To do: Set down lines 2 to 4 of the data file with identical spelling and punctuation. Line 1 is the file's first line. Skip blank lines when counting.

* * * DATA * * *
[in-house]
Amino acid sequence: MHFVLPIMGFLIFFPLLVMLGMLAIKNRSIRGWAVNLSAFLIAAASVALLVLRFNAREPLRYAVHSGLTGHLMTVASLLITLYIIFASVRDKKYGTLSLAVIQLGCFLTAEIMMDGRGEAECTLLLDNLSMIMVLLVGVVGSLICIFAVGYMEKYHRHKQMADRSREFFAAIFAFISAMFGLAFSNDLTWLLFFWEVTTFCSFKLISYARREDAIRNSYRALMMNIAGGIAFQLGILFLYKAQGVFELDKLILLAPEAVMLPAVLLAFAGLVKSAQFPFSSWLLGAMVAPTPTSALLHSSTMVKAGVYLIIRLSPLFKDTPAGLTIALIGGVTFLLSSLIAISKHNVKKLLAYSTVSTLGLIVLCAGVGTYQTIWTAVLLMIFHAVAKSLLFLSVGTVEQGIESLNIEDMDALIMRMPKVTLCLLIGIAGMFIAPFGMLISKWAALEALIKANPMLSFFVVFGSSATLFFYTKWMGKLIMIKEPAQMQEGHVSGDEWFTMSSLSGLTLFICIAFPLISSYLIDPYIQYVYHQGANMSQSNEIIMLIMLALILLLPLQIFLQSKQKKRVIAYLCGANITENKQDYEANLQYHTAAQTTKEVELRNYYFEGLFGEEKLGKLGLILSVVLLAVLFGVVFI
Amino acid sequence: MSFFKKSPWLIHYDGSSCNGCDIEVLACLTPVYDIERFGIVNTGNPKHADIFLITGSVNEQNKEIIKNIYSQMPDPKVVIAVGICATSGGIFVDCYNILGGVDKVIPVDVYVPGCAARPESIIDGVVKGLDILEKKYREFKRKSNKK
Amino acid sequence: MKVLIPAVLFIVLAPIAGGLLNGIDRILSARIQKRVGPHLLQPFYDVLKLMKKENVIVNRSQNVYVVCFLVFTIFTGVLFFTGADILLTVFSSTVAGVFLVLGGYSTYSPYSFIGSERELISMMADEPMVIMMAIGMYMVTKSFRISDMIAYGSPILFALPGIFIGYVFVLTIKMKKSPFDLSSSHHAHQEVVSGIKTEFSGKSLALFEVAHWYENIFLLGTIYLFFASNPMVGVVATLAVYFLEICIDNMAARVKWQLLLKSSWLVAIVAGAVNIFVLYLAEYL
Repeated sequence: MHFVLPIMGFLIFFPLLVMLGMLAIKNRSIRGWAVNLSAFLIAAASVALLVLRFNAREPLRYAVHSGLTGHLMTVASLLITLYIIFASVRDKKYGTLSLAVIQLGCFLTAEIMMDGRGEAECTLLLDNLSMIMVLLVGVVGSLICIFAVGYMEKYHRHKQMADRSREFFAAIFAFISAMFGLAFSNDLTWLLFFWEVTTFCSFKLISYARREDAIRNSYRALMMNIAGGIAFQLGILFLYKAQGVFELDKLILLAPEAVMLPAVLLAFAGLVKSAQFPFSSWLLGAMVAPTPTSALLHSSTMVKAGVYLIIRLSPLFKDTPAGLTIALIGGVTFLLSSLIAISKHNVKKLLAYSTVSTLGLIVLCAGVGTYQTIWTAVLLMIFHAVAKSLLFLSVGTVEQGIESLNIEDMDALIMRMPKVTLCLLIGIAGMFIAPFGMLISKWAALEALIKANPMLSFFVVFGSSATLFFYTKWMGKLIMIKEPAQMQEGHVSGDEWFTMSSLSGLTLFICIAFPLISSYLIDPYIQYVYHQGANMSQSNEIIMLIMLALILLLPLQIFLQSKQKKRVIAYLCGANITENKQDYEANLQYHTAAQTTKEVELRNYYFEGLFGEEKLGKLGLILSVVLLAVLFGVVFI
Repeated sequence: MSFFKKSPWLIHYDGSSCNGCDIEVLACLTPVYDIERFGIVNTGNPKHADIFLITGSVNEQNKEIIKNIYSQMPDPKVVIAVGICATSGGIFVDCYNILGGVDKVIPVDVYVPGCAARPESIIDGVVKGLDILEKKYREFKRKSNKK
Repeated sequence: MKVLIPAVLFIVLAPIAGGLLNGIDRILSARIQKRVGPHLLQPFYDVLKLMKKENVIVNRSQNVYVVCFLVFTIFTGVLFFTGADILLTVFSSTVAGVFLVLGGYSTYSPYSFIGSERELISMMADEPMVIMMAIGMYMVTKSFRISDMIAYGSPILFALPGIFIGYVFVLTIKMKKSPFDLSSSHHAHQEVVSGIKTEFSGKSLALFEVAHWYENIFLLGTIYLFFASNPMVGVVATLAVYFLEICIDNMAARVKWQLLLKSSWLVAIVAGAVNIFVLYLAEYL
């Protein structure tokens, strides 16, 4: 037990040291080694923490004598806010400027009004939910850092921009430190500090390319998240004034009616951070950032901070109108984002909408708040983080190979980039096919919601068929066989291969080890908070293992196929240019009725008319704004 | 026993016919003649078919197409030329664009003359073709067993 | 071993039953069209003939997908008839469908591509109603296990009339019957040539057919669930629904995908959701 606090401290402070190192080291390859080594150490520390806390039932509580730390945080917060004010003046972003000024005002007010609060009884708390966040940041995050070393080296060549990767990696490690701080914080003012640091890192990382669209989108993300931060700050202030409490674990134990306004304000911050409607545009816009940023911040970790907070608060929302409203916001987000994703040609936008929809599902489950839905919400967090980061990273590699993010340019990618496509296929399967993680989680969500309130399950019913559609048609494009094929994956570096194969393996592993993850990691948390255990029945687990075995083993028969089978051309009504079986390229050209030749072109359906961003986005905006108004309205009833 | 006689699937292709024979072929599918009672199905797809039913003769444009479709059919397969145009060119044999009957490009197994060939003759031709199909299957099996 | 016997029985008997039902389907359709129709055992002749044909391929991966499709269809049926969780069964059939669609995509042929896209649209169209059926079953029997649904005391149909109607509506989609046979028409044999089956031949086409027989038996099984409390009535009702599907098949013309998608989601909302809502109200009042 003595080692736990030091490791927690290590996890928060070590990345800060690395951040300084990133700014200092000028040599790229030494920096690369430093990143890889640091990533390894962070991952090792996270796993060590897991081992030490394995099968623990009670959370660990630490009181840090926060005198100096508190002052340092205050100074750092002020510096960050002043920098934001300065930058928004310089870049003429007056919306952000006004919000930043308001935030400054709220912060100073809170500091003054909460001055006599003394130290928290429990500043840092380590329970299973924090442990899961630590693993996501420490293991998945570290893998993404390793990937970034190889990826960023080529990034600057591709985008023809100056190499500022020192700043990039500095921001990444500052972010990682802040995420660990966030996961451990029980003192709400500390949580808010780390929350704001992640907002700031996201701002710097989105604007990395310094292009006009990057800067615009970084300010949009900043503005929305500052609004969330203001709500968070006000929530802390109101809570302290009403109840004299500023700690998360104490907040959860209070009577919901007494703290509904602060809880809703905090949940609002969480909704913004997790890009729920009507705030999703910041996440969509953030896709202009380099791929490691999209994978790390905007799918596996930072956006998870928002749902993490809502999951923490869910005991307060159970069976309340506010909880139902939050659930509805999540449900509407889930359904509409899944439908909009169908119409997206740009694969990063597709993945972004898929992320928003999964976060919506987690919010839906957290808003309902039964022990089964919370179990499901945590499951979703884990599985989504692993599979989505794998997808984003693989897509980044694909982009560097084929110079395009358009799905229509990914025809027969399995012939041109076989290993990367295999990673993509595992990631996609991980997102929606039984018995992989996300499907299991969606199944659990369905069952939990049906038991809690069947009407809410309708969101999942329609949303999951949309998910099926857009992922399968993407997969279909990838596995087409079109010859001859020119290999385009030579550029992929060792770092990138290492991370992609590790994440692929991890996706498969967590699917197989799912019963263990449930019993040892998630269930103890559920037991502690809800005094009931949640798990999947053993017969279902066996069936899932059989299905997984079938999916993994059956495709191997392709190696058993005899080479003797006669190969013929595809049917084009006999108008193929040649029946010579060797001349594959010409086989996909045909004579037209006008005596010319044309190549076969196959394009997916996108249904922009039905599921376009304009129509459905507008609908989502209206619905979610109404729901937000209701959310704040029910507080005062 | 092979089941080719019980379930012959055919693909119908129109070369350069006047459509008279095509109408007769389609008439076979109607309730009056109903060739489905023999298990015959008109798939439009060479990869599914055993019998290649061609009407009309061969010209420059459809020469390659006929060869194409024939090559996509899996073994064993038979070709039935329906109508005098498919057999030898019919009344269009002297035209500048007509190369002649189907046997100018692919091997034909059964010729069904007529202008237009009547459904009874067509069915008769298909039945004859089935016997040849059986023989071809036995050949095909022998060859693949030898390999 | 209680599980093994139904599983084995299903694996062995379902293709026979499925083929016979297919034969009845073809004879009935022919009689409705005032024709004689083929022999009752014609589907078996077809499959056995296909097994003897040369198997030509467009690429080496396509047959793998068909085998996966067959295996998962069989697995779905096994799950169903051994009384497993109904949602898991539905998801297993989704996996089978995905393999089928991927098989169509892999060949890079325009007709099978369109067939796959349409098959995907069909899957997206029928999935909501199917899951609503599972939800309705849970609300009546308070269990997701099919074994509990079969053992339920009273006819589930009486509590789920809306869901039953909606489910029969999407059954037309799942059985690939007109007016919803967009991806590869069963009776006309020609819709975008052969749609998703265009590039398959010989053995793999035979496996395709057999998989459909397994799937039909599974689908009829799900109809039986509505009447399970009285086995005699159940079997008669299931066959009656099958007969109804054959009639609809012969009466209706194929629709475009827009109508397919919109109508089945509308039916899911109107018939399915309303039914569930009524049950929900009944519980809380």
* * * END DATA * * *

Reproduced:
Amino acid sequence: MHFVLPIMGFLIFFPLLVMLGMLAIKNRSIRGWAVNLSAFLIAAASVALLVLRFNAREPLRYAVHSGLTGHLMTVASLLITLYIIFASVRDKKYGTLSLAVIQLGCFLTAEIMMDGRGEAECTLLLDNLSMIMVLLVGVVGSLICIFAVGYMEKYHRHKQMADRSREFFAAIFAFISAMFGLAFSNDLTWLLFFWEVTTFCSFKLISYARREDAIRNSYRALMMNIAGGIAFQLGILFLYKAQGVFELDKLILLAPEAVMLPAVLLAFAGLVKSAQFPFSSWLLGAMVAPTPTSALLHSSTMVKAGVYLIIRLSPLFKDTPAGLTIALIGGVTFLLSSLIAISKHNVKKLLAYSTVSTLGLIVLCAGVGTYQTIWTAVLLMIFHAVAKSLLFLSVGTVEQGIESLNIEDMDALIMRMPKVTLCLLIGIAGMFIAPFGMLISKWAALEALIKANPMLSFFVVFGSSATLFFYTKWMGKLIMIKEPAQMQEGHVSGDEWFTMSSLSGLTLFICIAFPLISSYLIDPYIQYVYHQGANMSQSNEIIMLIMLALILLLPLQIFLQSKQKKRVIAYLCGANITENKQDYEANLQYHTAAQTTKEVELRNYYFEGLFGEEKLGKLGLILSVVLLAVLFGVVFI
Amino acid sequence: MSFFKKSPWLIHYDGSSCNGCDIEVLACLTPVYDIERFGIVNTGNPKHADIFLITGSVNEQNKEIIKNIYSQMPDPKVVIAVGICATSGGIFVDCYNILGGVDKVIPVDVYVPGCAARPESIIDGVVKGLDILEKKYREFKRKSNKK
Amino acid sequence: MKVLIPAVLFIVLAPIAGGLLNGIDRILSARIQKRVGPHLLQPFYDVLKLMKKENVIVNRSQNVYVVCFLVFTIFTGVLFFTGADILLTVFSSTVAGVFLVLGGYSTYSPYSFIGSERELISMMADEPMVIMMAIGMYMVTKSFRISDMIAYGSPILFALPGIFIGYVFVLTIKMKKSPFDLSSSHHAHQEVVSGIKTEFSGKSLALFEVAHWYENIFLLGTIYLFFASNPMVGVVATLAVYFLEICIDNMAARVKWQLLLKSSWLVAIVAGAVNIFVLYLAEYL